This research aims to use the lens of legal digital literacy to explore how information intersects through a digital network, and examine how legal digital literacy impacts citizenship.
This research aims to explore how a lack of legal digital literacy impacts the Arentian notion of citizenship and erosion of a person’s rights. Drawing from the research of Sonia Livingston, Kimble Crenshaw, and Richard Kern, this work is grounded in intersectional theory and social actor network theory. It seeks to harness their research to better understand digital lives by examining the information flows across digital technologies.
Data feminism is integral to this research, examining digital lives in a rounded intersectional manner. This enables a deeper understanding of both the lives of those examined, accounting for as many facets of identity as possible within the scope of the research.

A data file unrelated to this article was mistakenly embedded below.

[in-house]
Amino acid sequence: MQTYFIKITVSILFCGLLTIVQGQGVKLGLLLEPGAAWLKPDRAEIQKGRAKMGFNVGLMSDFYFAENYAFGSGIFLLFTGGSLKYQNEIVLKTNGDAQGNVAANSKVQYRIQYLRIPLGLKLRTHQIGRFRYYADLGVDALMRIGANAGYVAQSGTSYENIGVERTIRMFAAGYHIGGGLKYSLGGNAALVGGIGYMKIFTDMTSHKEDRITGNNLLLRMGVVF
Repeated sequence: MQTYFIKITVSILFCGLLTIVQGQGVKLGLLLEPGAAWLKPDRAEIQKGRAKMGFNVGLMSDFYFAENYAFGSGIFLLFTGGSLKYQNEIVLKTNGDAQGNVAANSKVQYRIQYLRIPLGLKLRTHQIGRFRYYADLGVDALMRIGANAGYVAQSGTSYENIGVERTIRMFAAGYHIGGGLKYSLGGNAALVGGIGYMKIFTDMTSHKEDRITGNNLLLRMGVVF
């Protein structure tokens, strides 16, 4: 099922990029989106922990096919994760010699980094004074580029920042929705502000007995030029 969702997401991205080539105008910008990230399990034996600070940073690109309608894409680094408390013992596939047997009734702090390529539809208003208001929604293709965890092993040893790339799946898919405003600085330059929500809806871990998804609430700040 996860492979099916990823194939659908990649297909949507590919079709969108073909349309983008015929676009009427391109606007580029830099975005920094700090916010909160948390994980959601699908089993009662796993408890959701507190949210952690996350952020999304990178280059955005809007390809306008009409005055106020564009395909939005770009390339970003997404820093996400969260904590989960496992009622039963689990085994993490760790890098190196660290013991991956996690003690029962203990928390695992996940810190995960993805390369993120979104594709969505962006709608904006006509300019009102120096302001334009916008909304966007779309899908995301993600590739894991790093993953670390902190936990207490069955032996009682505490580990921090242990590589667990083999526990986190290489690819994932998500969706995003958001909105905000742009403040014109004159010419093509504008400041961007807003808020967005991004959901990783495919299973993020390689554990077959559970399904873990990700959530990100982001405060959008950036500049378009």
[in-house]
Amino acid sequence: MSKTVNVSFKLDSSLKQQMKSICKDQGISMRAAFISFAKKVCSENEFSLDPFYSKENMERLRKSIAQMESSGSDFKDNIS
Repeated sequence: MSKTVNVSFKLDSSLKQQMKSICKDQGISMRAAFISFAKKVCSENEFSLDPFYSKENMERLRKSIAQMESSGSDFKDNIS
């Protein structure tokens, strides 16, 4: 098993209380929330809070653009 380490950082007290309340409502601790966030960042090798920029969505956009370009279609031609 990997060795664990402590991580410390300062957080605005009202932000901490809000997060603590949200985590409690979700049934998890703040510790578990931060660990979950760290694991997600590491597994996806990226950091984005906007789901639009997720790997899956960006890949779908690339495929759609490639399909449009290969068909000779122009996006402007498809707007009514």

This research utilises a quantitative/qualitative methodology drawing on the lived experiences of uses to better understand how information flows between actors and machine actants within digital networks. By harnessing econometric modelling, this research seeks to establish a baseline from which policy can be suggested and future research conducted.
This author is supported by the Horizon Centre for Doctoral Training at the University of Nottingham (UKRI Grant No. EP/S023305/1).